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Colorado House Republicans

House GOP Newsletter

Monday, March 13, 2017

♦Mid Session Review   ♦House GOP Weekly Update
♦Recent Press   ♦Upcoming Legislation   ♦In the News
♦Member Tweets   ♦Capitol Pictures
Mid Session Review 

By House Republican Leader Patrick Neville

I have the honor of serving as Minority Leader in the Colorado House of Representatives alongside an amazing collection of entrepreneurs and attorneys, builders and business owners, ranchers, pilots and others who offer their real-world experience, intelligence and imagination to the House. As representatives, they work hard and make genuine sacrifices to serve their constituents. They take that title, ‘representative’, as a sacred trust, and it means they are guided by the concerns of constituents as well as their own consciences and common sense in proposing or opposing new laws.

As a group we seek to promote the causes of liberty, justice, and common sense good government via legislation. Our legislation is grounded in these fundamental values which themselves derive from our state and federal constitutions.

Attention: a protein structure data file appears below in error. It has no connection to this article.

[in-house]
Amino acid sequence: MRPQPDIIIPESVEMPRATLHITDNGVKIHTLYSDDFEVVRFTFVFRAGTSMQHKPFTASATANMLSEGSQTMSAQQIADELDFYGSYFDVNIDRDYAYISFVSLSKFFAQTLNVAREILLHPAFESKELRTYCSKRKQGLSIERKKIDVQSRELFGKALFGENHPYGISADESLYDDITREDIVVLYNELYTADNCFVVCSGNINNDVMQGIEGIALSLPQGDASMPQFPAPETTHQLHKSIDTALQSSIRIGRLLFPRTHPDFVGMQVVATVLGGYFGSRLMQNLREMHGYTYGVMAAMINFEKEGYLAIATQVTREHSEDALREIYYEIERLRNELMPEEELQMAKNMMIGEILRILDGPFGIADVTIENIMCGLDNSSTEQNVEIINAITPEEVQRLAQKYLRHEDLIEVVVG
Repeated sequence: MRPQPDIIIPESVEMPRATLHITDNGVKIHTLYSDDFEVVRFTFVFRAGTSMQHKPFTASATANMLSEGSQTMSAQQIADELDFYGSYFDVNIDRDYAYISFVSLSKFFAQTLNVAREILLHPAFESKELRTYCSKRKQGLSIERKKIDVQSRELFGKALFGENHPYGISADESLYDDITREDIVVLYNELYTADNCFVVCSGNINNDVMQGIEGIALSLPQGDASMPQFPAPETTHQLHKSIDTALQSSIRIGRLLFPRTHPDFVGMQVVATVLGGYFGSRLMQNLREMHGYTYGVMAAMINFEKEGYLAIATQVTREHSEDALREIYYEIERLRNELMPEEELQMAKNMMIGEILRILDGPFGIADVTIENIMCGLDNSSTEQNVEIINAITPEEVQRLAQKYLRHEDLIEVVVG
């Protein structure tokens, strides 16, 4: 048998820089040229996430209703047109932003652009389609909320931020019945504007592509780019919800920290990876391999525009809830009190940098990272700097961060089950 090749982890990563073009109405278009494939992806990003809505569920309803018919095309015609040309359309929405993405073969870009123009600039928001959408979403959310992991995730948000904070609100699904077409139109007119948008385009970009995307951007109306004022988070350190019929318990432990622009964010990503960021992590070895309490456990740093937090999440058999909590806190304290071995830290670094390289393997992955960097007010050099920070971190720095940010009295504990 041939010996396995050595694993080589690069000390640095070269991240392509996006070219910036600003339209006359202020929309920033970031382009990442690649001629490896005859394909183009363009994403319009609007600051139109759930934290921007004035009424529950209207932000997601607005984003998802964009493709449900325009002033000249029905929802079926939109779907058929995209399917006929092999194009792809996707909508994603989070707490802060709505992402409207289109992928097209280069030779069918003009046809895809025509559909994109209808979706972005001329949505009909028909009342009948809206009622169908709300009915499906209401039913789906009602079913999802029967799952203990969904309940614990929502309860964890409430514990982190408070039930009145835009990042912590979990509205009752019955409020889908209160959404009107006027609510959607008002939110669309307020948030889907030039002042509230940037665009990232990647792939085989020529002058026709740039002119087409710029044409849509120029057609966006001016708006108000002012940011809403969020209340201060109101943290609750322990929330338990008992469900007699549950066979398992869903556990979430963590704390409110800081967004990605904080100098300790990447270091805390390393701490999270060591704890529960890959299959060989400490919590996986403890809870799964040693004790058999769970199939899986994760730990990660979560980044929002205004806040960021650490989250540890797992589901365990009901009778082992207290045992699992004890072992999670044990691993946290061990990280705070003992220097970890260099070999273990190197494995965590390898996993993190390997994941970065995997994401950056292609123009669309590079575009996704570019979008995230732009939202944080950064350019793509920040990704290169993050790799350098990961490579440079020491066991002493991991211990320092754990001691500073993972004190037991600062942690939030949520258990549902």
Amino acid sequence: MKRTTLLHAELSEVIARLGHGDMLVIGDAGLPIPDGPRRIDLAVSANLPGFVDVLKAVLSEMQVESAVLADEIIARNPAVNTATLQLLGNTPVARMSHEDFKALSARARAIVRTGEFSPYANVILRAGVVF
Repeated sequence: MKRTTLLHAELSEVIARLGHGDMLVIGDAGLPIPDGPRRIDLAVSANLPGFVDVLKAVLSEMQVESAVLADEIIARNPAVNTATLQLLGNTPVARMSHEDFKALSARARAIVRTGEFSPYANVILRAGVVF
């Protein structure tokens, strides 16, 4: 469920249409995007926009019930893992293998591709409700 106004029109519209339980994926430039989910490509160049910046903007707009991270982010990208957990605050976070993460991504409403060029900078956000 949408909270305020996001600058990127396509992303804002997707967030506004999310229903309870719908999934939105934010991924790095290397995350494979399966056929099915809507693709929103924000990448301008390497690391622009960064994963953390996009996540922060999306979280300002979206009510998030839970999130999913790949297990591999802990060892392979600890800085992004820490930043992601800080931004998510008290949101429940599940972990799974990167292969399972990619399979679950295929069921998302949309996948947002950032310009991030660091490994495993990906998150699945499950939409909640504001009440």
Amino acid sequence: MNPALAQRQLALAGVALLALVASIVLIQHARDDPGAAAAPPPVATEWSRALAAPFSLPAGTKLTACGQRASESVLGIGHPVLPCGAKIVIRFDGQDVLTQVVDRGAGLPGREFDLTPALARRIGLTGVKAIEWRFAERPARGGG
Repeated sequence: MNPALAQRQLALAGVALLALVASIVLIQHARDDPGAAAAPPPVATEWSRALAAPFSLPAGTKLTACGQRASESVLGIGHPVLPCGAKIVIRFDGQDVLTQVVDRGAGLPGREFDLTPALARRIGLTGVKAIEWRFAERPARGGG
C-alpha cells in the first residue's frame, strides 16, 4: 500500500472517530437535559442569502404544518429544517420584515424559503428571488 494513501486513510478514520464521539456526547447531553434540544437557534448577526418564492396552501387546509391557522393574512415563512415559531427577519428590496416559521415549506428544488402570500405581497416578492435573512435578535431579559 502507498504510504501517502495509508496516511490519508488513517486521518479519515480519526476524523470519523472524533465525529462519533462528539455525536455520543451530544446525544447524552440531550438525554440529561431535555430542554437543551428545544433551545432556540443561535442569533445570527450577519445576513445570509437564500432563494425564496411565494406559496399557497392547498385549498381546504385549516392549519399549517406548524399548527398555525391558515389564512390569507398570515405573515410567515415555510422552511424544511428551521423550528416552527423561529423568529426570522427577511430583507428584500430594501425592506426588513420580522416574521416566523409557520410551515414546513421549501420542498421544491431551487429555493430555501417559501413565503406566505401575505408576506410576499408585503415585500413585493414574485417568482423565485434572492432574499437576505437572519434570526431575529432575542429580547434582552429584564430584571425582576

Along these lines, several good pieces of legislation have already emerged this session. We made it possible to prosecute child abusers in a way that doesn’t expose victims to multiple trials and the need to testify, and did so in a way that is more economical for the state and brings a perpetrator to justice more quickly (HB17-1109). We passed legislation making it possible for law enforcement to use electronic intercepts in pursuit of human traffickers who exploit people as sex slaves (HB17-1040). In education, we replaced a demonstrably ineffective ninth grade assessment with one geared to the ninth grade curriculum (and consistent with the tenth grade test), and saved taxpayers’ money at the same time (HB17-1181). We passed legislation to give good Samaritans clear directions to rescue animals or children trapped in unsafe vehicles and be immune from property damages (HB17-1179). We’ve also passed several bills that streamline government by removing inefficiencies and redundancies – all examples of common sense good government.

Meeting one of the goals mentioned in my opening day remarks, every one of these bills passed with bipartisan support.